By: Charles Avalli
Nobody likes dealing with them. However, they become especially relevant and important when planning your estate.
Being aware of the applicable federal and states taxes that will be due can have an immense impact on what will remain to be distributed to your family and other beneficiaries. With taxes in mind, everyone needs to be familiar with the “unified credit”, which is the amount each individual can leave free of tax, upon death, to a non-spouse under federal estate taxes. Let me fill you in on this.
This amount is very important as every dollar which exceeds the unified credit is taxed at an exceptionally high federal estate tax rate of 40% (yes, you read that correctly, 40%). Additionally, this amount is also “portable” between spouses. This means that any portion that is not used by the first spouse upon death, the remaining amount “ports” or transfers to the surviving spouse to be added to that spouse’s unified credit which effectively increases the amount which may pass that second estate free of federal tax.
To illustrate how this works, let’s say there is a married couple, and Husband dies first with $7,000,000 in his estate, with the current unified credit amount being $12,920,000. Since Husband is under the exclusion amount, the entire $7,000,000 is not subject to federal tax. The “unused” $5,920,000 passes to his surviving spouse who now has an increased amount of $18,840,000 which may pass through her estate (as opposed to the original $12,920,000) excluded from federal estate tax.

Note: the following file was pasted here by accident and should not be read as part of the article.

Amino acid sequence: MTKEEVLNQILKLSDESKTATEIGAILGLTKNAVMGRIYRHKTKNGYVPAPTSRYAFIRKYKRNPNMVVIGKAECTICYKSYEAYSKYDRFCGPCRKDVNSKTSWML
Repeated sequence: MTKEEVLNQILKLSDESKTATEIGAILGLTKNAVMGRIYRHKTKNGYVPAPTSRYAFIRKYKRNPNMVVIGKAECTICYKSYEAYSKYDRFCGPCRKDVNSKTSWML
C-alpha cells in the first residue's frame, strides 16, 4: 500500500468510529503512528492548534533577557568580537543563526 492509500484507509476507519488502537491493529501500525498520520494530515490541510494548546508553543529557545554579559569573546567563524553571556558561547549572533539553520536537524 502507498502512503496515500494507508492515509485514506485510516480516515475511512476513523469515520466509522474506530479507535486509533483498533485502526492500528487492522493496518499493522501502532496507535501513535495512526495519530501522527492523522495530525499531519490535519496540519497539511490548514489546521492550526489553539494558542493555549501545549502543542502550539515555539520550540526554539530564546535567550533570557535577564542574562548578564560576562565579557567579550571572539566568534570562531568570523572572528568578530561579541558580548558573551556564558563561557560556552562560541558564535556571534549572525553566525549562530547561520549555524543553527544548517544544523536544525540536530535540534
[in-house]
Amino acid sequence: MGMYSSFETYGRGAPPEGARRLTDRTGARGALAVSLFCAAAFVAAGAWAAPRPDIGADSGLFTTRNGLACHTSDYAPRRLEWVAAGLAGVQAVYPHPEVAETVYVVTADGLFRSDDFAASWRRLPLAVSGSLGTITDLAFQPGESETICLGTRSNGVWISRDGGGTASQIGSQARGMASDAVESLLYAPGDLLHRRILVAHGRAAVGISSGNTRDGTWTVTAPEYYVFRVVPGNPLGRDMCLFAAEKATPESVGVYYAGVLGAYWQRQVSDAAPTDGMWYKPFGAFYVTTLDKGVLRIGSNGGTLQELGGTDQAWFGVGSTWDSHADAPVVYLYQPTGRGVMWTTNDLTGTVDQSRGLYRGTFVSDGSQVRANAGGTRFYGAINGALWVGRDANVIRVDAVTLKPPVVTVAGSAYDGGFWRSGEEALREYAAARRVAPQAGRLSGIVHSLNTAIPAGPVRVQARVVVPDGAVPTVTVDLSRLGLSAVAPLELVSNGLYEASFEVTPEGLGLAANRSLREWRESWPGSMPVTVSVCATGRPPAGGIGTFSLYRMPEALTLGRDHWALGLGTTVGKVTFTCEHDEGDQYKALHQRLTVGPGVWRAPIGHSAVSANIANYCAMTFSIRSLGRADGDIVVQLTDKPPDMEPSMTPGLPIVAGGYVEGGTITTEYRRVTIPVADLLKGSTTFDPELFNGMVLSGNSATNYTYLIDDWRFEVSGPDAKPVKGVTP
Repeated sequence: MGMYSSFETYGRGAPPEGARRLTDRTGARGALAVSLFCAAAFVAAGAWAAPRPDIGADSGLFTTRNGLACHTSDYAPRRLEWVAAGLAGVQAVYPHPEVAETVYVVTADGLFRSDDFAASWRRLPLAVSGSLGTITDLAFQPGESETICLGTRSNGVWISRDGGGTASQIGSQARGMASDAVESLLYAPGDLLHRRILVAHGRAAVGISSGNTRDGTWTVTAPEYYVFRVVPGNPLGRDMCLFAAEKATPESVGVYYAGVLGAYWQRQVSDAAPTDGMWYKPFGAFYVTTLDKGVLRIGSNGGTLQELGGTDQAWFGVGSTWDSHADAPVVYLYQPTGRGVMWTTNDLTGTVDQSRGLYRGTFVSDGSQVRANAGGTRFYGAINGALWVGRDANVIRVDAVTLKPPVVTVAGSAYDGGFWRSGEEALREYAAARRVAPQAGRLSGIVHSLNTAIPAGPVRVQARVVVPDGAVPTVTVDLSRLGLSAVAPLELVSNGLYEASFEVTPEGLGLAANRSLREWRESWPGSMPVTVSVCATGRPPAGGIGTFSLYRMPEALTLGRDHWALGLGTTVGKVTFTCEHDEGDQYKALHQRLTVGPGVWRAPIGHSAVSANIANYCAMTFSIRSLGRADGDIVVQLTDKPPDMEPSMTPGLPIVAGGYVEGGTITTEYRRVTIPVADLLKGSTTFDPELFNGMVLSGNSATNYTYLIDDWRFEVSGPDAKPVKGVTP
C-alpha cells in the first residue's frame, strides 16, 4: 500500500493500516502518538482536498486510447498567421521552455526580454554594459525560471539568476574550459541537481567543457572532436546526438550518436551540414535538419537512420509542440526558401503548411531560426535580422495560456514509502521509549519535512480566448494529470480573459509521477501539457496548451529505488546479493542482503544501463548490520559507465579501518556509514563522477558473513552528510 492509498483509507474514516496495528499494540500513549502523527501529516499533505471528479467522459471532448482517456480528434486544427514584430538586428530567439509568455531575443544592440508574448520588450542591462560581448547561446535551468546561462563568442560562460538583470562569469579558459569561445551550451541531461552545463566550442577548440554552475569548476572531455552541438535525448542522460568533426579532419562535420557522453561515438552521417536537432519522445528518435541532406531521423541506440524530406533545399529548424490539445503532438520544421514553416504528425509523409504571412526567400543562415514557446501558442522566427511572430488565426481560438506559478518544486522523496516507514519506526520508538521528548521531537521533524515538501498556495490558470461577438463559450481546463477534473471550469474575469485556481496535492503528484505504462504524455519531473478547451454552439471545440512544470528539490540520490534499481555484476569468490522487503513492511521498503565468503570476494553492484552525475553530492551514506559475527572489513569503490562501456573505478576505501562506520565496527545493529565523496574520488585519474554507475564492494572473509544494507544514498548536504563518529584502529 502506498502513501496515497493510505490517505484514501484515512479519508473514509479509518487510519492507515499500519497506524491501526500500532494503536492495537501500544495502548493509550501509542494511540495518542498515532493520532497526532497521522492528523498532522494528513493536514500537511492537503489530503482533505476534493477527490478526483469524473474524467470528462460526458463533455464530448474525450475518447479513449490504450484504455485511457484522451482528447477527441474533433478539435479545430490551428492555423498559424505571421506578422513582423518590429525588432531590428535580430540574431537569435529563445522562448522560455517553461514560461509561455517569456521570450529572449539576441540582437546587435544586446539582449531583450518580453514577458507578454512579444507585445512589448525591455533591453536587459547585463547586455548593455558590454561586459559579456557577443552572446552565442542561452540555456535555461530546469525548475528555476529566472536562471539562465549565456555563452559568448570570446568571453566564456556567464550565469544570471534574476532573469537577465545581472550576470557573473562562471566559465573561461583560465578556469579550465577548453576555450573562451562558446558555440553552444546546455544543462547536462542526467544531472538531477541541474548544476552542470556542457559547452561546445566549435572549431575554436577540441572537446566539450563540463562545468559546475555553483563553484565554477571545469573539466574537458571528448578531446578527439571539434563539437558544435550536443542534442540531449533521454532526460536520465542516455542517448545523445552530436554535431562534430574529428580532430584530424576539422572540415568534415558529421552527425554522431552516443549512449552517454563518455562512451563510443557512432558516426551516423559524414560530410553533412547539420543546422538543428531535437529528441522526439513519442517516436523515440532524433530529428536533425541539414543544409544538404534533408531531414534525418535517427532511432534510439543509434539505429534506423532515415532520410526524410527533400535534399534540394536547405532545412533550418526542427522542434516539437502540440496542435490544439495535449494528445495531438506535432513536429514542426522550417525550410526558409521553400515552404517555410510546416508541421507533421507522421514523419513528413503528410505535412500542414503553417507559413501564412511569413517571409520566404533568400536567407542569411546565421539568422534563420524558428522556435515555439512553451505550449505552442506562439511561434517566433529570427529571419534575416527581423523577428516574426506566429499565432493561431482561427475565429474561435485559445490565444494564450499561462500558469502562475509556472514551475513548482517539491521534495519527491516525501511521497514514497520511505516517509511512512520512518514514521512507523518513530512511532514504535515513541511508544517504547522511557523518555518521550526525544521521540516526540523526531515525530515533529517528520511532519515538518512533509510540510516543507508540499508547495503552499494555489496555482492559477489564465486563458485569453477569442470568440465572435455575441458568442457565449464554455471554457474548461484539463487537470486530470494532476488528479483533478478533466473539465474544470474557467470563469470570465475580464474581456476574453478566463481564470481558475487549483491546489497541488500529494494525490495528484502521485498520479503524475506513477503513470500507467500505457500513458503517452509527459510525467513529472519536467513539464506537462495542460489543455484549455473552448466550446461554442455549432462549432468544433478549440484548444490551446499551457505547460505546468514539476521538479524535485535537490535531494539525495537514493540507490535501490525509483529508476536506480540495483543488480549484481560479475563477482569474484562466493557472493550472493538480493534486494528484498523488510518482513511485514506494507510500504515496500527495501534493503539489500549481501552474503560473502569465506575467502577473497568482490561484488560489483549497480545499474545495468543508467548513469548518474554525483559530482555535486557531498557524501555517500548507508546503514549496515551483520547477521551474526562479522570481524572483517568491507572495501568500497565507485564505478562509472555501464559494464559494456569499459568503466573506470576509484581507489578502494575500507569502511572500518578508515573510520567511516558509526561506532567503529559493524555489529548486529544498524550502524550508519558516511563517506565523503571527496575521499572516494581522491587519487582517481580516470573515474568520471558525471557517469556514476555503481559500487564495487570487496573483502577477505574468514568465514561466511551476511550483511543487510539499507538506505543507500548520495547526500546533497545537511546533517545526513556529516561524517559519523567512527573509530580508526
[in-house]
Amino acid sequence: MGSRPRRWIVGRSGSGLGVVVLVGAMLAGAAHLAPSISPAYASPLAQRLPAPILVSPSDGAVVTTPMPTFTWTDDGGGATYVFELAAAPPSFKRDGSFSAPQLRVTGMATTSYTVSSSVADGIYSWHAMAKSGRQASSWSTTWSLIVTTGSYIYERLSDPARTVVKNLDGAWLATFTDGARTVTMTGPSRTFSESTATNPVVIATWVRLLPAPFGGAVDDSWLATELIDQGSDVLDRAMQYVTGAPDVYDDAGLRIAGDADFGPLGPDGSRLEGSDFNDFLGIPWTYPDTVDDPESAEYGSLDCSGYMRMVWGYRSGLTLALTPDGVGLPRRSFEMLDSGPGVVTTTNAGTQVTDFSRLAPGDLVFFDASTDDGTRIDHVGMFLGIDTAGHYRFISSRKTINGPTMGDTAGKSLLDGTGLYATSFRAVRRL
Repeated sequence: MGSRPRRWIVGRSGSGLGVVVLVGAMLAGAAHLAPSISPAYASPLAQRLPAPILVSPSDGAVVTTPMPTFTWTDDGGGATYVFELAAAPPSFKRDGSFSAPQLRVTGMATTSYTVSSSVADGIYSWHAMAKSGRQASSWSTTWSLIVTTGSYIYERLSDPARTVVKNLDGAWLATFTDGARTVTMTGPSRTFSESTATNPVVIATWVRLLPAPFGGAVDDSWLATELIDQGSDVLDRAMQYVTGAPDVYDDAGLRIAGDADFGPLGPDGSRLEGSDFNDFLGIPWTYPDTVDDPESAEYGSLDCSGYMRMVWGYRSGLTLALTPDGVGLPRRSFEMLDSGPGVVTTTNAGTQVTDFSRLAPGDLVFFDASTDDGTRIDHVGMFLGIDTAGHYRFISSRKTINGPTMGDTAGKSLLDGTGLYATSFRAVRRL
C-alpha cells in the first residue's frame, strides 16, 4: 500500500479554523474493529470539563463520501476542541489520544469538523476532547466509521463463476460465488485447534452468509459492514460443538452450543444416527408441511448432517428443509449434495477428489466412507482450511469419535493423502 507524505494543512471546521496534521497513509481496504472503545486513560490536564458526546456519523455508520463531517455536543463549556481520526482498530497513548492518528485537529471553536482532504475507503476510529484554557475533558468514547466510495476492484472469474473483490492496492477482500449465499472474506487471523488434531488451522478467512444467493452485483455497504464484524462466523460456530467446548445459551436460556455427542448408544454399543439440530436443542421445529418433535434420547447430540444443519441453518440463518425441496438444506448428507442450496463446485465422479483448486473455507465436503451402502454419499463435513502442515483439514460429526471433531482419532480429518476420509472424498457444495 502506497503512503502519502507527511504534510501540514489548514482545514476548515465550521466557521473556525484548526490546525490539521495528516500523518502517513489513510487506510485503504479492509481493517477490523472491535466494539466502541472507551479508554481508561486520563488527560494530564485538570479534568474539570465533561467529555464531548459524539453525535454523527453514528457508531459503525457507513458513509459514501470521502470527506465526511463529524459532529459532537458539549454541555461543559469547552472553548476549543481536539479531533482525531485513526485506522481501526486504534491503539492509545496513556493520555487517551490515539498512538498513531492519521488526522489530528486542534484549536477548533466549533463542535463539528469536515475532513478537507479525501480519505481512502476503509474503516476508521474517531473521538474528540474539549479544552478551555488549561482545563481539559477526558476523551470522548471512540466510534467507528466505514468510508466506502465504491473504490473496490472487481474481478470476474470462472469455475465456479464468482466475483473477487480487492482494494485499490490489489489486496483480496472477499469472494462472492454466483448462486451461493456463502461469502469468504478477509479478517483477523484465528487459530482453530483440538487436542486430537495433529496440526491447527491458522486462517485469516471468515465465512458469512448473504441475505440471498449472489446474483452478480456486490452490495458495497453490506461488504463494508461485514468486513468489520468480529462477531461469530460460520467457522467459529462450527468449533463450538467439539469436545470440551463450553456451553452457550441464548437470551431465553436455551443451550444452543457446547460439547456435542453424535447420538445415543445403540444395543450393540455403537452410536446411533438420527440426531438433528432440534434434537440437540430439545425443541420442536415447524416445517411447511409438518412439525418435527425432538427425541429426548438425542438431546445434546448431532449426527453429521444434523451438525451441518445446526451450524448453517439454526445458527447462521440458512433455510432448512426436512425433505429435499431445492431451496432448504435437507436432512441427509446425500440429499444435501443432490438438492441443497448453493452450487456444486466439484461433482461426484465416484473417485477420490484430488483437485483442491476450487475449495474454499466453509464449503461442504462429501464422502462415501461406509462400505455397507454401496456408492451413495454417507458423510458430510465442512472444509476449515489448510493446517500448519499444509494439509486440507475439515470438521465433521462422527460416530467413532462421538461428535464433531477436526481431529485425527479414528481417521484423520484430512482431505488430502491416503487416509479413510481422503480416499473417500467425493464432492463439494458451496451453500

Over the last number of years, the unified credit amount has been changing annually as it is indexed for inflation. However, it is likely to have a major change at the end of 2025. Prior to the Trump Tax Reform Act of 2017, the exclusion amount was set at $5,000,000 (adjusted annually for inflation). This all changed with the Trump Tax Reform Act that went into effect in 2018. Amongst the myriad of changes that Act made to the Federal Tax Code, the bill made a drastic increase to the basic exclusion amount doubling the amount from $5,000,000 to $10,000,000 and thereafter adjusted for inflation. As a result, it has grown to $12,920,000 for 2023. This huge increase in the exclusion drastically changed estate planning strategies, especially for high-net-worth individuals who also now can take advantage of portability of the exclusion between spouses.
This increase is not permanent as the statute contains a “sunset provision” which limits the increased amount to be in effect until December 31, 2025. This is a problem that Congress, and the President (however then constituted) will need to confront in the months before December 31, 2025. Absent the passing of new legislation renewing or extending the substantial changes to the unified credit, the amount of the unified credit will “sunset” and revert to the previous $5,000,000 amount.
Although we are still in 2023, December 31, 2025 will come much sooner than we think. It is advisable for high-net-worth individuals to be proactive and start to contemplate changes to their estate plan to protect themselves, their family and assets from the heavy burden of federal estate taxes.